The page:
There’s a honeymoon period when expectations are low, but that doesn’t last. At some point you’re expected to make a significant contribution and thereby justify the decision to hire you instead of someone else, or filling the position from within. This can be a time of paranoia and overcompensation. After all, for the first several months the company has little investment — financial or emotional — in your employment. It’s not that hard to let you go if it’s “not working out,” or if you’re “not fitting in.”

That may be true, it may not work out, but there are things you can do to get off to a good start. You need some early results that build confidence (including self-confidence) in your skills and methods.

1. The first thing to do is to quickly accomplish a task that you’ve been assigned. It almost doesn’t matter what the task is, the objective is to get others to see you as a person who meet their commitments, and gets things done on-time without being reminded. Of course it’s even better if the task has strategic priority, but as a people manager I’ve found that it’s easier to re-focus someone than it is to build a fire under them.

2. The second thing you need to do is to eliminate a problem. What you’re demonstrating here is the ability to take responsibility, get to the root of the issue, and deliver results. This is also your opportunity to apply the skills and experience that got you the job in the first place. This may be something that was assigned to you by your manager, or it may be something you’ve found on your own, but either way it’s important for people to recognize that you’ve made something better as a direct result of your actions.

3. While working on your problem, you need to build relationships within the organization. These are your sources of information, your partners in getting things done, and ultimately the people who will confirm your reputation and your value. They will also teach you how the organization really works and how to get things done.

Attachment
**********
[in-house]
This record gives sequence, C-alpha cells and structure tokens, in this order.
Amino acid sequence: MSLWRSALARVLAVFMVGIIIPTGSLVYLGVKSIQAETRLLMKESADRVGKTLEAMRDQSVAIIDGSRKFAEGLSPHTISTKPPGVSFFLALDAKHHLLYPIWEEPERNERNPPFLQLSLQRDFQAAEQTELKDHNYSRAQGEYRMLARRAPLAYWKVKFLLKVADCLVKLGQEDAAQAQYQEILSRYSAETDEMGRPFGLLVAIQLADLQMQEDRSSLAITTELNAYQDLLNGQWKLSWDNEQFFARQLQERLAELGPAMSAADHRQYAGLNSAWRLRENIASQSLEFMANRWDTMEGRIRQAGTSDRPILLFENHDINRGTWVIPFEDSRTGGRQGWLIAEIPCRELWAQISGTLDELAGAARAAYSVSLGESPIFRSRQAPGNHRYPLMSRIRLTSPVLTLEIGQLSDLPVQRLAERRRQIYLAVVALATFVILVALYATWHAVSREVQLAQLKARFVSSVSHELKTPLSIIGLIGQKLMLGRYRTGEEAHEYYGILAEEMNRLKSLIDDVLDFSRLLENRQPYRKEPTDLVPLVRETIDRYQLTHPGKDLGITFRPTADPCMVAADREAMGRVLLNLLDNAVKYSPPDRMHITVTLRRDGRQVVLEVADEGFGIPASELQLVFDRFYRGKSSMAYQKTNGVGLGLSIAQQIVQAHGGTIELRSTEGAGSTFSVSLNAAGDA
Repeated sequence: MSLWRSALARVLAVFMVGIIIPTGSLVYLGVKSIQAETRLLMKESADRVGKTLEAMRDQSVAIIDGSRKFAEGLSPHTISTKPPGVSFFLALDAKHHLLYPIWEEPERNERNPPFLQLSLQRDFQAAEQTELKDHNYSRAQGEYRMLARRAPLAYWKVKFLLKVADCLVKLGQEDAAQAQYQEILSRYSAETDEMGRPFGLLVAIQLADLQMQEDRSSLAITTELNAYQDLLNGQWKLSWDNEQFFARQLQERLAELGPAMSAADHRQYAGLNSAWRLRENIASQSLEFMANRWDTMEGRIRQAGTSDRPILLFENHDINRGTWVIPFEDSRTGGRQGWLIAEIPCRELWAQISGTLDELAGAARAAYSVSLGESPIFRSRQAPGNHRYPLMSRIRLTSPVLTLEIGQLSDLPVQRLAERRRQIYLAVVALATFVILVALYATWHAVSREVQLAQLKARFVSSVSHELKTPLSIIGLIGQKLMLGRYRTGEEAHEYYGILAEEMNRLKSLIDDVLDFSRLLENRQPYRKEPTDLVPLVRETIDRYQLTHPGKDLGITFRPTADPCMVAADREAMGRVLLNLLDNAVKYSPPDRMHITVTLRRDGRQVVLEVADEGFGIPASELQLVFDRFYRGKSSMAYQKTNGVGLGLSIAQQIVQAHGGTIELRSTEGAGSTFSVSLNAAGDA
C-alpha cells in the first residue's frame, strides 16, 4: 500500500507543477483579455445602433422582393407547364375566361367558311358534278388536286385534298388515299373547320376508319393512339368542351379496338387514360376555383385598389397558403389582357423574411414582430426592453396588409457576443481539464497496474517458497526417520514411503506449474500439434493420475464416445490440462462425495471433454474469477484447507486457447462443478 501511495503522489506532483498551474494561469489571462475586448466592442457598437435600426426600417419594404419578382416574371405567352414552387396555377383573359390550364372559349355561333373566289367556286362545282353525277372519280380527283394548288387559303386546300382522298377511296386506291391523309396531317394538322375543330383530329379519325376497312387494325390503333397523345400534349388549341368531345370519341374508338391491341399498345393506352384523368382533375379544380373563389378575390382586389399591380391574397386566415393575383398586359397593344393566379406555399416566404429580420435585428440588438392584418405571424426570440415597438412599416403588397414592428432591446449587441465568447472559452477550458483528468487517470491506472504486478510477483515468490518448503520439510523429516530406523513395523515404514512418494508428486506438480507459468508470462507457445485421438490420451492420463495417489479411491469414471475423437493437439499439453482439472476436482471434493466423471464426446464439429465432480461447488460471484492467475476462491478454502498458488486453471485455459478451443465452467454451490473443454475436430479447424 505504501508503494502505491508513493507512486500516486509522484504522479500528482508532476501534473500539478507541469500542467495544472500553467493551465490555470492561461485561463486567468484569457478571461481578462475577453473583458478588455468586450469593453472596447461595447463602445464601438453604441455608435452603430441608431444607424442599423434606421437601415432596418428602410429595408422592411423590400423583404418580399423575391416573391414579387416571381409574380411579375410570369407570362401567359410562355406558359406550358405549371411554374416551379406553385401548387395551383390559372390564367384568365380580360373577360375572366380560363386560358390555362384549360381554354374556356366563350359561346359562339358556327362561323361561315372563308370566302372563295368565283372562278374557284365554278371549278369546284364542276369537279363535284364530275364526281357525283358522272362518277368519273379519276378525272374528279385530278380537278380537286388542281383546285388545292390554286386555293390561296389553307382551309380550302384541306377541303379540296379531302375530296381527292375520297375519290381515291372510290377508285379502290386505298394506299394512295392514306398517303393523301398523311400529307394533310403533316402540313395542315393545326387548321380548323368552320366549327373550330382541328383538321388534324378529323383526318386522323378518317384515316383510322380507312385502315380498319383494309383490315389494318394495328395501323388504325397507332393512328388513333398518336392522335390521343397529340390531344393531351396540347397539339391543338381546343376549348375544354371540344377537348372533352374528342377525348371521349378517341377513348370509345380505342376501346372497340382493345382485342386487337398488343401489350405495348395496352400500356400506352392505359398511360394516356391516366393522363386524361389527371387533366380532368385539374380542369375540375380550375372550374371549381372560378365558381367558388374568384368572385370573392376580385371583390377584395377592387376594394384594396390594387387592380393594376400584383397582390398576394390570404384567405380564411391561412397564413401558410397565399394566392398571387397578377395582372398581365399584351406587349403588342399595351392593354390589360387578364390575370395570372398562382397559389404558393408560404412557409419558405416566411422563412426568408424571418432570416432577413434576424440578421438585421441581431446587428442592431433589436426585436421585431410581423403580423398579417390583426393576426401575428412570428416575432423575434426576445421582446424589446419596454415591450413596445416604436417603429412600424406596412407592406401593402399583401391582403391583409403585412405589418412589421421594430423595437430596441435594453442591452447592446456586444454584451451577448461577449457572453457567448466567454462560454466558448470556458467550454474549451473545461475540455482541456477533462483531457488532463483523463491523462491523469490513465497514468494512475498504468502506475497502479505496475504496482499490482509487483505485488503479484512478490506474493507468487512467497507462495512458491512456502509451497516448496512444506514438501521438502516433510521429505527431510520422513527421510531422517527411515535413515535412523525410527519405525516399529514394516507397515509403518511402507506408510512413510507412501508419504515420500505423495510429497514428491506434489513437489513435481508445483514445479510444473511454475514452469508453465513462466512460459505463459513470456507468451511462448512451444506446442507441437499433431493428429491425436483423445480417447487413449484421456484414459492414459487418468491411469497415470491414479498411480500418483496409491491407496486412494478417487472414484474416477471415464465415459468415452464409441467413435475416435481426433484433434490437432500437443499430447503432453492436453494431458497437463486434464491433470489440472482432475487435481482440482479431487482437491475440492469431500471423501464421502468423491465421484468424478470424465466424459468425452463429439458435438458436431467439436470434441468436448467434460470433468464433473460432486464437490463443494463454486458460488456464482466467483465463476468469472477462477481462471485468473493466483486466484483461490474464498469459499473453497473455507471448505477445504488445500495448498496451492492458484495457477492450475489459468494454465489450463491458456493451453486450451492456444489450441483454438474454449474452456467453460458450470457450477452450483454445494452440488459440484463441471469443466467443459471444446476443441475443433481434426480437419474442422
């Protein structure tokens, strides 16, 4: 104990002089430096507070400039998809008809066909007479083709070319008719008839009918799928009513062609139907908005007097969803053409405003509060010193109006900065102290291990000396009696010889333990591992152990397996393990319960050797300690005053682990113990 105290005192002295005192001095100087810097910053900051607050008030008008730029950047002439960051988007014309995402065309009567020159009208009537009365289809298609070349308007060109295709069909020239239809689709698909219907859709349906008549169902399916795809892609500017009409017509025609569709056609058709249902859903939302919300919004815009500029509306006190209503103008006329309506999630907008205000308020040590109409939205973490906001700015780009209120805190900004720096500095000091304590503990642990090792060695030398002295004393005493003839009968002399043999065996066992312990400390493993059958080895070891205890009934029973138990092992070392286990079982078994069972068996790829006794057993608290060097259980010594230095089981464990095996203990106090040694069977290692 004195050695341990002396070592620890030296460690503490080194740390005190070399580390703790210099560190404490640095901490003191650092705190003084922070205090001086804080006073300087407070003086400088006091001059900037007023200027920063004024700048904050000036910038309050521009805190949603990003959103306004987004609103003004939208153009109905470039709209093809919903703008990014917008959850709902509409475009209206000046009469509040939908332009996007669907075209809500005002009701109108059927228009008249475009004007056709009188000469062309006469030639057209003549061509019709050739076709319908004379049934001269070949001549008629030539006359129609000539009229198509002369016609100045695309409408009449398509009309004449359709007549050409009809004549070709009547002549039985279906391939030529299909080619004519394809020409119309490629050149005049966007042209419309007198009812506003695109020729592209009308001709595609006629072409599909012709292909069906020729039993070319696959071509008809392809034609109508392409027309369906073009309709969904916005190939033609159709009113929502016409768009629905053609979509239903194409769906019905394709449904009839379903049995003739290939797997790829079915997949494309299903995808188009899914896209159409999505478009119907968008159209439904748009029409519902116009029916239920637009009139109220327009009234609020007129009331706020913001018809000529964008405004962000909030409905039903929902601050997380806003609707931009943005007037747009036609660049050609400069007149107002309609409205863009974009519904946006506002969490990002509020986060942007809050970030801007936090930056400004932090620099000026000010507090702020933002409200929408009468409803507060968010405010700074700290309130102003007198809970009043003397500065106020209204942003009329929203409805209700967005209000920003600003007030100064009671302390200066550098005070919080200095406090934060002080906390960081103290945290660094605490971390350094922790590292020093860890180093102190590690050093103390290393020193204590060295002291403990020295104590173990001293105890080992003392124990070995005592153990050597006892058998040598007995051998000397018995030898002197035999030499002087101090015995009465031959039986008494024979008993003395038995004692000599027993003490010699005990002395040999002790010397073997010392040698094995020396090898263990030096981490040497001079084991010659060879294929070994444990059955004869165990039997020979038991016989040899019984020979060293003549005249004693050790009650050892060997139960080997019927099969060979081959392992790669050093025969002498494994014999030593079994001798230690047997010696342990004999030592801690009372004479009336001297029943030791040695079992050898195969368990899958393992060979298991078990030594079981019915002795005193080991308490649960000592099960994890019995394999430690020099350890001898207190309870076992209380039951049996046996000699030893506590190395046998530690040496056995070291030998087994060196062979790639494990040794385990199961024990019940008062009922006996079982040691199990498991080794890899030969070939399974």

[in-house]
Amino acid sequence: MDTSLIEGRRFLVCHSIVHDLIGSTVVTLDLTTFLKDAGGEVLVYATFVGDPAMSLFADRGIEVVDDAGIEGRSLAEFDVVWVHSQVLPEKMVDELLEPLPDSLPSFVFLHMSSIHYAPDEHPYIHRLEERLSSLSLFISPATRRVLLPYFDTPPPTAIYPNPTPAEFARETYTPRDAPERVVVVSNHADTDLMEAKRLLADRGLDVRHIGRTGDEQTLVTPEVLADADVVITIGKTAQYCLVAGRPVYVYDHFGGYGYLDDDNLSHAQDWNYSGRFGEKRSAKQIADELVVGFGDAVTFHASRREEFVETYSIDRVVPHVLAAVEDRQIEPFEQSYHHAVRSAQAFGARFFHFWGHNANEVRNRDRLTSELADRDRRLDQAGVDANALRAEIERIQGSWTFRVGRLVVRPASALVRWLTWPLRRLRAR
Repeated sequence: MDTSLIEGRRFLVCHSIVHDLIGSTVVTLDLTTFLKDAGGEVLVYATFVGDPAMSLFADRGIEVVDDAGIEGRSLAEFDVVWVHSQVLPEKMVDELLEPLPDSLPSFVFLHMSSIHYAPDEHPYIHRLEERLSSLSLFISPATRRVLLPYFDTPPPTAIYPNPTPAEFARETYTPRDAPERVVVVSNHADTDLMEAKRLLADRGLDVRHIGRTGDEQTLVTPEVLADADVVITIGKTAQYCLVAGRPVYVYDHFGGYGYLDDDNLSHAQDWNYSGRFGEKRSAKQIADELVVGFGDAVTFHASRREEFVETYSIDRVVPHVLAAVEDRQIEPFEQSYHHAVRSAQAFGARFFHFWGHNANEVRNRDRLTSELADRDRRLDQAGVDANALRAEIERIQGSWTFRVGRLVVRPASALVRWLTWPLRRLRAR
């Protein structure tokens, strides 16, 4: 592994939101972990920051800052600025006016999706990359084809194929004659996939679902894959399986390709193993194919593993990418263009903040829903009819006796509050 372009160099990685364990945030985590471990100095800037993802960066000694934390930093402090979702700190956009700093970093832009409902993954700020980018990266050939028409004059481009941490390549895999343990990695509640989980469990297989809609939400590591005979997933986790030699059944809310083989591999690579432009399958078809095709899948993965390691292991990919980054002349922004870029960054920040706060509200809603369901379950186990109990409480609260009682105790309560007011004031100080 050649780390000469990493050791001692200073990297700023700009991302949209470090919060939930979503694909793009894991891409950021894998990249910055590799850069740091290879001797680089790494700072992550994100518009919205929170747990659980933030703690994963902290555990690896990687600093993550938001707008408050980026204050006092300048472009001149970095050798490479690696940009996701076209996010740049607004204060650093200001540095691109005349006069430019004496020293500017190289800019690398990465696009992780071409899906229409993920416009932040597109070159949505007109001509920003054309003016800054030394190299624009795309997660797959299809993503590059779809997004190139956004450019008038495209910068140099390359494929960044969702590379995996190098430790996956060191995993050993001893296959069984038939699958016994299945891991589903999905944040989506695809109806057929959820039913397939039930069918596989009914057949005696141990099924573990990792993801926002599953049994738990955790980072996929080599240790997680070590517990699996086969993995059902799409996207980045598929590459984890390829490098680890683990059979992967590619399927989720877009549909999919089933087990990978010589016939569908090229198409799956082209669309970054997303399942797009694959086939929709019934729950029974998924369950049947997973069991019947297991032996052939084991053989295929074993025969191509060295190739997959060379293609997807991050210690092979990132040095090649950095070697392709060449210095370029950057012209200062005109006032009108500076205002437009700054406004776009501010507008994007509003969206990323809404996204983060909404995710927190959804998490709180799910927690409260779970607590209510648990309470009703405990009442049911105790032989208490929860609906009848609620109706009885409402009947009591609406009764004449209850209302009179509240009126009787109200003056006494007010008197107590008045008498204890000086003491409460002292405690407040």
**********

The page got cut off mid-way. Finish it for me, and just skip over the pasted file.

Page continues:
4. Finally, you need to find out what success in this job looks like. You may think you know, based on the job description, but that has to be verified with your manager. Pay special attention to deliverables: it’s not just what needs to be done, but when those results are expected. Quantitative and objective measures are better. This is also a good time to schedule an early review to confirm that you’re on the right track.

You got the job, so you have some credibility. However, you can reduce your paranoia and focus on the job by establishing your reputation and delivering quick results. After that, start on your 30-60-90 Day Plans.

Something New: A Personal Web Site January 6, 2014

Posted by Tim Rodgers in job search, Management & leadership, Process engineering, Project management, Quality, strategy, Supply chain.
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Over the last few weeks I’ve been busy working on a personal web site that I  launched on December 25. My intention is to provide more depth about my expertise and accomplishments than what can be inferred from a two-page resume or a LinkedIn profile. This has been on my to-do list since 2012, and we’ll see how it’s received during my current “in transition” phase.

It’s been an interesting exercise, reviewing my work history and classifying my methods and results in a series of PowerPoint slides. One nice thing about getting older is that you start to figure out what you’re good at, and how to focus on those strengths. I can see common threads running through the projects in my career; an emphasis on cross-functional collaboration, strategic business alignment, and performance measures. I’ve been repeatedly attracted by opportunities to identify improvements and lead change initiatives.